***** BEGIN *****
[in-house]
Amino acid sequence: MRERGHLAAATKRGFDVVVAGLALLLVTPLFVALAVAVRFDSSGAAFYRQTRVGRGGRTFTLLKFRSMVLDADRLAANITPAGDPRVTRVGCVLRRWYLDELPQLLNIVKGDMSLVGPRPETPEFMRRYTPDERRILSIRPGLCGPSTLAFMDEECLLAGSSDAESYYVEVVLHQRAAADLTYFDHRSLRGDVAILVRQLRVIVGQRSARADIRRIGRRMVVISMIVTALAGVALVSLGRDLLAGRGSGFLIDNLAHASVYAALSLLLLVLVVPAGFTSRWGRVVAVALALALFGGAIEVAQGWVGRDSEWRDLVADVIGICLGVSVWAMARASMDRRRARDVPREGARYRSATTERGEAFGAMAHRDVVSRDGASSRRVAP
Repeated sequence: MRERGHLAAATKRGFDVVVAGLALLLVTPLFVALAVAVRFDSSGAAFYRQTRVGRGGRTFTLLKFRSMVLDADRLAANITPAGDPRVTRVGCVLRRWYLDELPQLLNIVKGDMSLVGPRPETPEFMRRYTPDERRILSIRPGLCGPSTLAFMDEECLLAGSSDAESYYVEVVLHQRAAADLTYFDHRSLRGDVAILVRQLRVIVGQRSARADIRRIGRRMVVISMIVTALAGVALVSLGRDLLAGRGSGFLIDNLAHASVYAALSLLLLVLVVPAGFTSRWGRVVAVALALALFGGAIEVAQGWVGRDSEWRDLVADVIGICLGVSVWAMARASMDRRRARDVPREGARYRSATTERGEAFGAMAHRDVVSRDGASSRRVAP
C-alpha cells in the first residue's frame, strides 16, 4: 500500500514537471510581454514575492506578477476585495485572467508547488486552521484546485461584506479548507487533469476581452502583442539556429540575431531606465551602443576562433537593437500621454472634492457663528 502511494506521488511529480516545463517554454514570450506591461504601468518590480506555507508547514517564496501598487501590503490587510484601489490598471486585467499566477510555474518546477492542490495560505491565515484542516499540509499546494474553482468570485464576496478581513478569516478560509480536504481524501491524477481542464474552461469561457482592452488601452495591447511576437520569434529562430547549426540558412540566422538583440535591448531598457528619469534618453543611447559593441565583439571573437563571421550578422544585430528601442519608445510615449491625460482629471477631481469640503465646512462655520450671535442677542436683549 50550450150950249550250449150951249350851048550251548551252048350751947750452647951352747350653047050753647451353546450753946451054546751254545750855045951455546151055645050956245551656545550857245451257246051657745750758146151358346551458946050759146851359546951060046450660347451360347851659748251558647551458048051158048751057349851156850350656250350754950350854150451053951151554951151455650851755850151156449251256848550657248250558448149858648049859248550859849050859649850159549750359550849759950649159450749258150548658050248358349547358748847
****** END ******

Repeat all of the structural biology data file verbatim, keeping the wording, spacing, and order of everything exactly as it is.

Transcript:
[in-house]
Amino acid sequence: MRERGHLAAATKRGFDVVVAGLALLLVTPLFVALAVAVRFDSSGAAFYRQTRVGRGGRTFTLLKFRSMVLDADRLAANITPAGDPRVTRVGCVLRRWYLDELPQLLNIVKGDMSLVGPRPETPEFMRRYTPDERRILSIRPGLCGPSTLAFMDEECLLAGSSDAESYYVEVVLHQRAAADLTYFDHRSLRGDVAILVRQLRVIVGQRSARADIRRIGRRMVVISMIVTALAGVALVSLGRDLLAGRGSGFLIDNLAHASVYAALSLLLLVLVVPAGFTSRWGRVVAVALALALFGGAIEVAQGWVGRDSEWRDLVADVIGICLGVSVWAMARASMDRRRARDVPREGARYRSATTERGEAFGAMAHRDVVSRDGASSRRVAP
Repeated sequence: MRERGHLAAATKRGFDVVVAGLALLLVTPLFVALAVAVRFDSSGAAFYRQTRVGRGGRTFTLLKFRSMVLDADRLAANITPAGDPRVTRVGCVLRRWYLDELPQLLNIVKGDMSLVGPRPETPEFMRRYTPDERRILSIRPGLCGPSTLAFMDEECLLAGSSDAESYYVEVVLHQRAAADLTYFDHRSLRGDVAILVRQLRVIVGQRSARADIRRIGRRMVVISMIVTALAGVALVSLGRDLLAGRGSGFLIDNLAHASVYAALSLLLLVLVVPAGFTSRWGRVVAVALALALFGGAIEVAQGWVGRDSEWRDLVADVIGICLGVSVWAMARASMDRRRARDVPREGARYRSATTERGEAFGAMAHRDVVSRDGASSRRVAP
C-alpha cells in the first residue's frame, strides 16, 4: 500500500514537471510581454514575492506578477476585495485572467508547488486552521484546485461584506479548507487533469476581452502583442539556429540575431531606465551602443576562433537593437500621454472634492457663528 502511494506521488511529480516545463517554454514570450506591461504601468518590480506555507508547514517564496501598487501590503490587510484601489490598471486585467499566477510555474518546477492542490495560505491565515484542516499540509499546494474553482468570485464576496478581513478569516478560509480536504481524501491524477481542464474552461469561457482592452488601452495591447511576437520569434529562430547549426540558412540566422538583440535591448531598457528619469534618453543611447559593441565583439571573437563571421550578422544585430528601442519608445510615449491625460482629471477631481469640503465646512462655520450671535442677542436683549 50550450150950249550250449150951249350851048550251548551252048350751947750452647951352747350653047050753647451353546450753946451054546751254545750855045951455546151055645050956245551656545550857245451257246051657745750758146151358346551458946050759146851359546951060046450660347451360347851659748251558647551458048051158048751057349851156850350656250350754950350854150451053951151554951151455650851755850151156449251256848550657248250558448149858648049859248550859849050859649850159549750359550849759950649159450749258150548658050248358349547358748847